Offered in Cambridge on April 21, the three-quarter-length work depicting him as a young teenager was estimated at £40,000-60,000. With bidding on the phone and online, it was knocked down at £90,000 (plus 24.5% premium) to London dealer Philip Mould who bought it back 13 years after he last handled it.
“We were thrilled,” Mould told ATG. “I’ve missed the boy greatly and for a while had him living at home. As a work of juvenilia by one of our most charismatic English artists it is exciting enough. To have him in the act of painting, palette and brush in hand – the perfect storm. We were very pleased with the price and had prepared ourselves for a more epic contest.”
The 9 x 8in (23 x 20.5cm) oil on paper, laid down on canvas, was dated to c.1740-42, not long after Gainsborough moved from his native Sudbury in Suffolk to London at the age of 13. It is among an important group of works that, over the last decade, have helped scholars shed light to the artist’s early style and development. It has featured in many publications on the artist and has been widely exhibited in the last 20 years including at Tate Britain, the National Gallery of Art in Washington DC and the Museum of Fine Arts, Boston.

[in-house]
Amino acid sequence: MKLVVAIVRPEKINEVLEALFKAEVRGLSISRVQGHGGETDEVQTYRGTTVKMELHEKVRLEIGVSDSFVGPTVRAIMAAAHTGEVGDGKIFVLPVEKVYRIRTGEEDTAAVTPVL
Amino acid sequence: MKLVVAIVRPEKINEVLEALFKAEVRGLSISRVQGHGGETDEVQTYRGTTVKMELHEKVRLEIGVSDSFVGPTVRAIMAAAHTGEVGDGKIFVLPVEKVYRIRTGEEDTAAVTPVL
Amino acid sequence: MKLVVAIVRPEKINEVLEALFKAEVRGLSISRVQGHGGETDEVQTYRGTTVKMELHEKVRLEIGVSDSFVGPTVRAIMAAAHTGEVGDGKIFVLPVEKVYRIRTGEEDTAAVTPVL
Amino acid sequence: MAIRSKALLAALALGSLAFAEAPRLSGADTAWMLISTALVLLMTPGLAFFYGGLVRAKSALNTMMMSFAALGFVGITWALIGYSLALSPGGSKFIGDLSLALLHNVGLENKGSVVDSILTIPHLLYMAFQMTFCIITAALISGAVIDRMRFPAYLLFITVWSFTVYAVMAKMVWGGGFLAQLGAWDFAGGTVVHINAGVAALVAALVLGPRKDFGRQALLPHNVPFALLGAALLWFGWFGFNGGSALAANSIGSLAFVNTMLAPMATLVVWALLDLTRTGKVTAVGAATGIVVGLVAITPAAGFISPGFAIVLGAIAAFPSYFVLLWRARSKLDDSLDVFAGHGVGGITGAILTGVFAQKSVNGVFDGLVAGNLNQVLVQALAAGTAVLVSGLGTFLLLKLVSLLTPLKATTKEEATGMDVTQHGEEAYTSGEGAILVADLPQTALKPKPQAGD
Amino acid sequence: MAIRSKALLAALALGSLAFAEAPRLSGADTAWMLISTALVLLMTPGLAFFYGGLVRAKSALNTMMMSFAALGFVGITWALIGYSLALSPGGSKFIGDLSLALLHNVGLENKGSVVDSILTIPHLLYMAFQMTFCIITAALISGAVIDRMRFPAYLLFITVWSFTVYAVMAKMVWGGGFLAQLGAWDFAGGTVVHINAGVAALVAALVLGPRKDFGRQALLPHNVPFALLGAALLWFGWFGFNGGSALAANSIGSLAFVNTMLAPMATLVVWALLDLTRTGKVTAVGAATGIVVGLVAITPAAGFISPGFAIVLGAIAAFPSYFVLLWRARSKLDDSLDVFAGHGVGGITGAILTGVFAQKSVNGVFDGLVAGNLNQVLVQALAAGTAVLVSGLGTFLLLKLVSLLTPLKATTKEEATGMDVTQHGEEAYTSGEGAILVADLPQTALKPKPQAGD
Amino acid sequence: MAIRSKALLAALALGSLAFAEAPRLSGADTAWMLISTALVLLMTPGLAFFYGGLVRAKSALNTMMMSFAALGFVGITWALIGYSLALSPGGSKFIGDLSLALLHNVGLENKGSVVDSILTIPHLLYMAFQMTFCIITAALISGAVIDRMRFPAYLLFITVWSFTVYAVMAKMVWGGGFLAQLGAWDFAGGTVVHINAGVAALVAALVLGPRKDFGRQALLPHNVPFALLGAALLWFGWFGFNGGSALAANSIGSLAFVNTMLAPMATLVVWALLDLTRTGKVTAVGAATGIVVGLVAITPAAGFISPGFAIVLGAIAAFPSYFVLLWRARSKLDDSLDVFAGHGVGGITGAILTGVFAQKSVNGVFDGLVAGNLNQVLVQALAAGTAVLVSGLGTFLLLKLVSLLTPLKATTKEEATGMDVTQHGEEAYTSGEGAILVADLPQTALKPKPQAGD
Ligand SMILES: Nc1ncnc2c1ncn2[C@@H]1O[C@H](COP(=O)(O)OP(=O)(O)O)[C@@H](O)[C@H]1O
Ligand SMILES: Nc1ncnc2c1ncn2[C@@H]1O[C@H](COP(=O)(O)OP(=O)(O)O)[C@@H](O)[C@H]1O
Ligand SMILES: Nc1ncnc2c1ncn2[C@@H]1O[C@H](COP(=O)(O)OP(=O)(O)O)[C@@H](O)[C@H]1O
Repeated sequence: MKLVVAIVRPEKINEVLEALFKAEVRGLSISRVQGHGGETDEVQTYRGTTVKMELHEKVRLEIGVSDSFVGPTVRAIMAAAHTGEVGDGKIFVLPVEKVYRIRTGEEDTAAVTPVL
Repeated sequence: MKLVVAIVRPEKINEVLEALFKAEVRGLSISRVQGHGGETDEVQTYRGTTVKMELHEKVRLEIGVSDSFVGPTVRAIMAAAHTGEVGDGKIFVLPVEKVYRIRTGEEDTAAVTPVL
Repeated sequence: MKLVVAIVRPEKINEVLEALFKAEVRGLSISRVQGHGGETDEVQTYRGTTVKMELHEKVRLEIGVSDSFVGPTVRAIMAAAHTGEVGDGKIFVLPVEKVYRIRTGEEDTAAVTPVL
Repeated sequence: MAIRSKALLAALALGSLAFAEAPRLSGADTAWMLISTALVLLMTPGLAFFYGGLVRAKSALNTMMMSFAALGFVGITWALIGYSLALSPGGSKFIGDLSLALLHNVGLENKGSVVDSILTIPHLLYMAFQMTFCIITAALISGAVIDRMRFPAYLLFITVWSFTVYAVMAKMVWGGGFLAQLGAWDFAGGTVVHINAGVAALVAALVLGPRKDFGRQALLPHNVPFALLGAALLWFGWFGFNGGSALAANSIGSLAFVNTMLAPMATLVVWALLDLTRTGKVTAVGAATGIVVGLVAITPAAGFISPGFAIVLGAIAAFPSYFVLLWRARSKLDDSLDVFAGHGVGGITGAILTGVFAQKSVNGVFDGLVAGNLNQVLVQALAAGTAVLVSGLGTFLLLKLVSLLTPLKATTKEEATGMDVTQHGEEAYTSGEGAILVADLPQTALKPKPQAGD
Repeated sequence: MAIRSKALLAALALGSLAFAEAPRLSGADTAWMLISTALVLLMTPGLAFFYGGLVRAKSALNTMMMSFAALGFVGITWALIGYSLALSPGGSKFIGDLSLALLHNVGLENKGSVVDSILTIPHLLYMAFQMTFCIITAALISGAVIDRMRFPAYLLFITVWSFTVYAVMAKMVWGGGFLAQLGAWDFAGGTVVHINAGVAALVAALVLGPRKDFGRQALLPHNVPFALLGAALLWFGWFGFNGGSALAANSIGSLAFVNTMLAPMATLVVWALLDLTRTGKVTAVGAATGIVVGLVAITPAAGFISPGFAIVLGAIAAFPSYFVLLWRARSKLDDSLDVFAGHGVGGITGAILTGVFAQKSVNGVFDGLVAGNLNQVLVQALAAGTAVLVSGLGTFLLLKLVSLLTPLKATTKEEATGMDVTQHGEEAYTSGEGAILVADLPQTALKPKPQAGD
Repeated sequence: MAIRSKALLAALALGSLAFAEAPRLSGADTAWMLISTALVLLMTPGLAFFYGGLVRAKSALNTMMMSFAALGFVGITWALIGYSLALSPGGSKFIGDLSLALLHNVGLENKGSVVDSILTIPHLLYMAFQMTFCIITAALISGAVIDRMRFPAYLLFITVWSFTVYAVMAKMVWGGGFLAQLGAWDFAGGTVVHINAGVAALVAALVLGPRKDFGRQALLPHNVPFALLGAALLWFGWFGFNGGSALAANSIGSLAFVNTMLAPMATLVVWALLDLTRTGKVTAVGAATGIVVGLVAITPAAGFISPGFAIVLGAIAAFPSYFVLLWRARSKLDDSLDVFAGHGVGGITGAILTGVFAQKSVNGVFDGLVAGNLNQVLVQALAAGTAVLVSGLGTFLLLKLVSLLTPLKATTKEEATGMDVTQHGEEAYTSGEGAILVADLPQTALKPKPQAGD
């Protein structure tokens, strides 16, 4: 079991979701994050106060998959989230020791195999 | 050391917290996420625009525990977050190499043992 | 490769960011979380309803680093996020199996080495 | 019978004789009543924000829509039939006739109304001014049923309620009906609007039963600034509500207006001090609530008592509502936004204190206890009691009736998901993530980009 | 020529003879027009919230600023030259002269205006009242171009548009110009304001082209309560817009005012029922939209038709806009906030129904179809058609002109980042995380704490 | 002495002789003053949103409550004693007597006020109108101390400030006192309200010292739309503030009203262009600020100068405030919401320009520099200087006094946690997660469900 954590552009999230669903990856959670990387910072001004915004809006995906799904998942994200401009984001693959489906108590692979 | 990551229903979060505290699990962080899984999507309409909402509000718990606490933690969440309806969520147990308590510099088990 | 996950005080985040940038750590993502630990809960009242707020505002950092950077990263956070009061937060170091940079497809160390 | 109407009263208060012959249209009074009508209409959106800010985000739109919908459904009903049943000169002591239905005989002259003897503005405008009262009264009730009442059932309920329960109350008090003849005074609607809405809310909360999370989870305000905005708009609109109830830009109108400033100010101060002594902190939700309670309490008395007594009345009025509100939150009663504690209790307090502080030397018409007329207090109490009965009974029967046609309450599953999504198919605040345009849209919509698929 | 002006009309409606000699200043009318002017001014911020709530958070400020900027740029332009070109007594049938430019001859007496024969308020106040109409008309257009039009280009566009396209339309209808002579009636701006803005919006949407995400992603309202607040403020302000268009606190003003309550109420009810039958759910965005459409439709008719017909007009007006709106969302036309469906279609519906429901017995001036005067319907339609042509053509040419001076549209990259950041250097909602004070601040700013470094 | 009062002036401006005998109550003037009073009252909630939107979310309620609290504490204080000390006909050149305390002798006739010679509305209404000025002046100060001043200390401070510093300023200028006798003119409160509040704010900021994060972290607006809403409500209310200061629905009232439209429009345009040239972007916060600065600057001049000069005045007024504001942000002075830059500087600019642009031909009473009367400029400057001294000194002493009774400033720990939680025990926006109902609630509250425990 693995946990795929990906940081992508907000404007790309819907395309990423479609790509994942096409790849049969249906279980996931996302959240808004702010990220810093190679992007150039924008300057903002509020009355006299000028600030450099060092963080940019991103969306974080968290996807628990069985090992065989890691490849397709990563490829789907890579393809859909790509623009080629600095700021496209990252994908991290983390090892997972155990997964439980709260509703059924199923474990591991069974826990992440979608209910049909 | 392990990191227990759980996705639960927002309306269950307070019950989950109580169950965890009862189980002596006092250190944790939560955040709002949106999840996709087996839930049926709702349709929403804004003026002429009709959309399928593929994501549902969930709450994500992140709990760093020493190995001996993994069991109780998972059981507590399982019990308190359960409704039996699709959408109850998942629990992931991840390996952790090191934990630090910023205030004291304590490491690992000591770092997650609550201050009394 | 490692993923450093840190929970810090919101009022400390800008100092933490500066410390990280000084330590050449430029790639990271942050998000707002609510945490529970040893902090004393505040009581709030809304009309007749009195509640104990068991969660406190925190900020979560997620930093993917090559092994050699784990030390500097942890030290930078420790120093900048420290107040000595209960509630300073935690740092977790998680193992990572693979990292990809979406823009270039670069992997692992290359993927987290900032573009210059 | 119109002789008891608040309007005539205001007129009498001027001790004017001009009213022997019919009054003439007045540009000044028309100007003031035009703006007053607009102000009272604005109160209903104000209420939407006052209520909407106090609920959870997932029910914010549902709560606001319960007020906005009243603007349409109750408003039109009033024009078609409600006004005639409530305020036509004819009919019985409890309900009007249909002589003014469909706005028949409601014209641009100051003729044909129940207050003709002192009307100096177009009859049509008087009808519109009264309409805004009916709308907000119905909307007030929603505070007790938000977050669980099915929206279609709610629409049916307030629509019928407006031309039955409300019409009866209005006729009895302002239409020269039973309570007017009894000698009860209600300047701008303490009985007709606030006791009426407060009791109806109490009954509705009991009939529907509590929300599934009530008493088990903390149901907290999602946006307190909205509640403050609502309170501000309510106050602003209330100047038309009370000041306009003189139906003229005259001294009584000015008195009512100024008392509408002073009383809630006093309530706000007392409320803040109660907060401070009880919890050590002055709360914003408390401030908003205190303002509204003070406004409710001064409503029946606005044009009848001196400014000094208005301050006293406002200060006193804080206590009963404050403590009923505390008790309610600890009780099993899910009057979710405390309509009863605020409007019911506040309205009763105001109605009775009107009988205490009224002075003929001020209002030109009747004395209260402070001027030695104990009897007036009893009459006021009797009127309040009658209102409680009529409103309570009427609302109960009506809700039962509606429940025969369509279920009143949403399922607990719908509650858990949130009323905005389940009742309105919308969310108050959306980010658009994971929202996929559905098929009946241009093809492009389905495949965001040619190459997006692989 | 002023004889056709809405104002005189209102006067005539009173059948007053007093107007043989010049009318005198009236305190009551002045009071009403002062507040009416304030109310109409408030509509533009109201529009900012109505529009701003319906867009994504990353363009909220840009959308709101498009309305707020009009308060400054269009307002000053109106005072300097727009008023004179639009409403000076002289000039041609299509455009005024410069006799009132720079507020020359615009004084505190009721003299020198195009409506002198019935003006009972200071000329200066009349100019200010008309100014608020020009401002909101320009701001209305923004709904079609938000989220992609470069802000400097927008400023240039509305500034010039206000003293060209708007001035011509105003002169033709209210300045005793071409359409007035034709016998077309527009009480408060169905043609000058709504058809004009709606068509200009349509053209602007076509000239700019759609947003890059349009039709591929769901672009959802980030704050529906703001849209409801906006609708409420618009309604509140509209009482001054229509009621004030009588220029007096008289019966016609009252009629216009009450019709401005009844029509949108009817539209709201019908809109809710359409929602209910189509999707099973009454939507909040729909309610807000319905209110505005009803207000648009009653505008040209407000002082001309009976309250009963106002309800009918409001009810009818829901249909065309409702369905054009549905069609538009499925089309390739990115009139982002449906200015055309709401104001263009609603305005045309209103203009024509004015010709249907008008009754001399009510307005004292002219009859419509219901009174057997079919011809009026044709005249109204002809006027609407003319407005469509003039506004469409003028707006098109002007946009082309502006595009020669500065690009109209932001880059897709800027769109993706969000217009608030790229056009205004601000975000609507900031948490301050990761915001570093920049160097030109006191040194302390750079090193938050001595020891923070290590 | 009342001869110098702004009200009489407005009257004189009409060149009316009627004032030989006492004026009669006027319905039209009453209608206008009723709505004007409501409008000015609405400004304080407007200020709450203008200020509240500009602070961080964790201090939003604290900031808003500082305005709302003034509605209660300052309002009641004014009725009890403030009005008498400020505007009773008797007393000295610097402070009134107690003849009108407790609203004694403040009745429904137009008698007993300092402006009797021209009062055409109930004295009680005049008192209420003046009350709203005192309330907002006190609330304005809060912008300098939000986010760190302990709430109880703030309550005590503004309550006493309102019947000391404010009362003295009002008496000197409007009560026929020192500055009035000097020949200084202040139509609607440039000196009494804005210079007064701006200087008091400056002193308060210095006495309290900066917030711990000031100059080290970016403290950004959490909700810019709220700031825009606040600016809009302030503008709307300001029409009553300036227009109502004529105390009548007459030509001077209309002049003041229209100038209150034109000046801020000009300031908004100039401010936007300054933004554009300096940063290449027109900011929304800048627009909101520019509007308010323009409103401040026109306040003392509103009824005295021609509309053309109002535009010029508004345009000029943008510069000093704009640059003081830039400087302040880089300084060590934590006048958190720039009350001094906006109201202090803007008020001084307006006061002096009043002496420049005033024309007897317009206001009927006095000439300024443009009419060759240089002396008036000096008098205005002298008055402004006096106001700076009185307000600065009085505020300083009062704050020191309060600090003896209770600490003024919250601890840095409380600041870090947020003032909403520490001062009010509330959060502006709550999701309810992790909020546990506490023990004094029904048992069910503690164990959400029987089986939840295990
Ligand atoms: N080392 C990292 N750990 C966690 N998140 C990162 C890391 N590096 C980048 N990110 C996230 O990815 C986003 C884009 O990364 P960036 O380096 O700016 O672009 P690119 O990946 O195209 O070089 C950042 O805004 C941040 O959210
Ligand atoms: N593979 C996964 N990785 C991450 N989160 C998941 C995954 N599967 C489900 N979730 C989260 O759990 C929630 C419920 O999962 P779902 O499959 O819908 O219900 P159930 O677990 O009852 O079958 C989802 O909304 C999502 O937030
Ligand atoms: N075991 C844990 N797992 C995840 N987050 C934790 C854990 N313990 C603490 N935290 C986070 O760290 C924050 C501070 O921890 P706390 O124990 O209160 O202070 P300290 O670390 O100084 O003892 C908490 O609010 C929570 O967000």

The art historian and Gainsborough expert Hugh Belsey, who helped compile the catalogue entry at Cheffins, said that while “attributing the work he produced in his teenage years has been slow and remains contentious”, these pictures “reveal a path towards the well-known portrait of the Revd Hill’s dog Bumper” – a work dated 1745 thought to be among the artist’s first commissions (it is now in a private collection in Norfolk).
Most scholars have accepted the current picture as a good likeness of Gainsborough. The delicate, almost emaciated facial features can be seen in his Portrait with wife and child dating from c.1746 now in the National Gallery in London and a self-portrait drawing from the 1750s in the British Museum.
The picture had changed hands three times since 1974 when it was purchased from the estate of Ernest Albert Butcher in Australia – he was a descendant of Robert Butcher, the steward to Gainsborough’s famous patron, John, 4th Duke of Bedford (1710-71). After being acquired by the collector and dealer Neville Podmore, it later passed though London dealership Felder Old Master Paintings before it was purchased by Mould. In 2008, it was then acquired by the private Kensington collector who consigned it to Cheffins along with a selection of other pictures and objects.